Blood was collected in lithium heparin tubes, centrifuged at 18,800 g for 5 minutes and plasma collected. Ascites fluid was collected from the abdominal cavity and centrifuged at 18,800 g for 5 minutes to remove any cells. Plasma and ascites fluid were then snap-frozen and stored at −80°C. Organs and tumour were collected post-mortem with part snap-frozen and part fixed in Neutral Buffered Formalin (Sigma). Formalin-fixed tissues were paraffin embedded, sectioned and stained with haematoxylin and eosin. For analysis of tumour tissue by ELISA, weighed pieces of frozen tissue (approximately 20 mg) were homogenised in MK-28R tubes containing metal beads using a Precellys 24 homogeniser (Bertin Technologies, supplied by Stretton Scientific, UK) at 6000 rpm for 50 seconds, twice. The samples were homogenised at a concentration of 50 mg of tissue per ml of buffer (PBS, pH 7.4 with added protease inhibitor cocktail (Sigma) and phosphatase inhibitor cocktail 2 (Sigma) each diluted 1 in 100). The homogenates were centrifuged at 10,000 g for 10 minutes at 4°C and the supernatant was used for ELISAs (see below).

Bioluminescent Imaging

Mice were anaesthetised using isoflurane then injected i.p. with 150 μg/g body weight D-Luciferin in PBS (Caliper Life Sciences) and bioluminescent imaging with a charge-couple device camera (IVIS 200, Xenogen, Alameda CA) was initiated 10 min after injection. Images were obtained for groups of 3 mice with a 13 cm field of view, binning (resolution factor) of 8 (medium), F stop  = 1, exposure  = 1 to 10 seconds.

Data were analysed using Living Image 3.2 Software (Xenogen) and presented as Average Radiance (units: photons/sec/cm2/steradian) for each mouse, from a constant sized Region of Interest drawn over the mouse abdomen. The mean and standard deviation were expressed for each treatment group. Significance between treated and vehicle groups was calculated using a t Test.

Quantitative ELISA

For both D1(A12) and infliximab human IgGs, ELISA plates were coated with 50 μl/well 100 nM anti-human IgG (Abcam ab700) in PBS. After washing with PBS-Tween (0.1% v/v) and blocking with PBS-Milk (5% w/v), 50 μl of sample was added to each well (either 50 μl of plasma, tissue homogenate, or known concentrations of D1(A12) or infliximab IgG for the standard curves (0 – 1000 nM range, diluted in blank matrix (plasma or tumour homogenate from untreated mice)). After incubation and washing the human IgG was detected by incubating with anti-human-kappa light chain-HRP antibody (Bethyl A80-115P) (1∶2000 in PBS-milk), followed, after washing, by 50 μl of 3,3′,5,5′-tetremethylbenzidine (TMB) incubated at room temperature for 2 mins then quenched with 50 μl 1M HCl. Absorbance was measured at 450 nm. Pharmacokinetic parameters were calculated using a non-compartmental model in WinNonlin v5.1 (Pharsight).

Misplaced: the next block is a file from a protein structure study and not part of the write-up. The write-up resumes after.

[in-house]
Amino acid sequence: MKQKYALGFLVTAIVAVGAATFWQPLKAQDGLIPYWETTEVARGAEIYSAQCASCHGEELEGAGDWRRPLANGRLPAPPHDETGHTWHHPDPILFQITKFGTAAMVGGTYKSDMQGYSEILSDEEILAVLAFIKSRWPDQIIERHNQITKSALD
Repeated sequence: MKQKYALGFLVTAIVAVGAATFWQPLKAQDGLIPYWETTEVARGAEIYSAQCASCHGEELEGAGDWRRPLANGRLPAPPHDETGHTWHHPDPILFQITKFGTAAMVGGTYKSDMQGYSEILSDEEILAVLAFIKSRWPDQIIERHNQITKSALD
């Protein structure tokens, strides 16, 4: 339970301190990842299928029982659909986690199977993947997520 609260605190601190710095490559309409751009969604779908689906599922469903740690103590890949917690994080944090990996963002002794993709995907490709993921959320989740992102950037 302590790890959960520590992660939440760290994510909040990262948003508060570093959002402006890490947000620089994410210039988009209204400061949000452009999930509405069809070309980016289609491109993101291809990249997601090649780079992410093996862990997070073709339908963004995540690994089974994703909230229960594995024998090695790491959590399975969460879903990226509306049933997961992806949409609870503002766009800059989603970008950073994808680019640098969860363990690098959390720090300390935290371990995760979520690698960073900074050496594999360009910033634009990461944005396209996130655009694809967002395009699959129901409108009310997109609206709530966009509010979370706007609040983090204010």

ELISAs for ADAM17 substrates were performed using R&D Systems Duoset kits: human TNF-α (TNFSF1A, cat. No. DY210), human soluble TNFR1-α (TNFRSF1A, cat. No. DY225), human TGF-α (cat. No. DY239), human AREG (cat. No. DY262), human IL-6Rα (cat. No. DY227) and human HB-EGF (DY259). The DY210 kit was confirmed to be specific for human TNF-α by testing recombinant mouse TNF-α with this kit, there was no cross-reactivity.

Where tumour homogenates were used, raw nM concentrations in homogenate solution were converted to nmoles per mg tissue, and then using the assumption that tissue density is 1 g/ml, the molar concentration in tissue was calculated.


Immunohistochemistry was performed on formalin-fixed, paraffin-embedded sections of tumour and liver after antigen retrieval by enzyme digestion (proteinase k) at 37°C for 10 minutes. The human IgG with which the mice had been dosed (D1(A12) or infliximab) was detected by binding of a Biotin-SP-conjugated AffiniPure F(ab')2 fragment donkey anti-human IgG (H+L) (Jackson ImmunoResearch Laboratories, Inc.), followed by staining with DAB+ chromogen. Slides were scanned using a ScanScopeXT (Aperio Technologies, Inc.) at 20X magnification and scanned images were viewed using Spectrum v10 software (Aperio Technologies Inc). No image manipulation was performed.


Effect of D1(A12) antibody in IGROV1-Luc cells in vitro

IGROV1-Luc tumour cells in vitro secreted TNF-α, TNFR1-α, TGF-α, AREG, HB-EGF and IL-6Rα, all known substrates for the shedding activity of ADAM17, into the culture medium even when unstimulated (Figure 1A). When stimulated with PMA the concentrations of these proteins shed into the medium increased at least 5-fold (apart from IL-6R α, 2.7-fold increase). This PMA-stimulated increase was inhibited by the addition of 200 nM D1(A12) IgG (Figure 1A). The inhibition of TNF-α shedding by D1(A12) was dose-dependent, with an IC50 in IGROV cells of 4.7 nM (Figure 1B). D1(A12) was a more potent inhibitor of TNF-α shedding than N-TIMP-3 (IC50 of 72 nM), a natural metalloproteinase inhibitor previously shown to inhibit ADAM17 [43]. D1(A12) IgG also inhibited constitutive shedding of TNF-α into the medium over a longer period (Figure 1C). D1(A12) did not inhibit proliferation of IGROV1-Luc cells in vitro in the presence of normal growth medium (data not shown), which is consistent with the effect of the TNF-α shRNA on IGROV1-Luc cells as previously reported [37].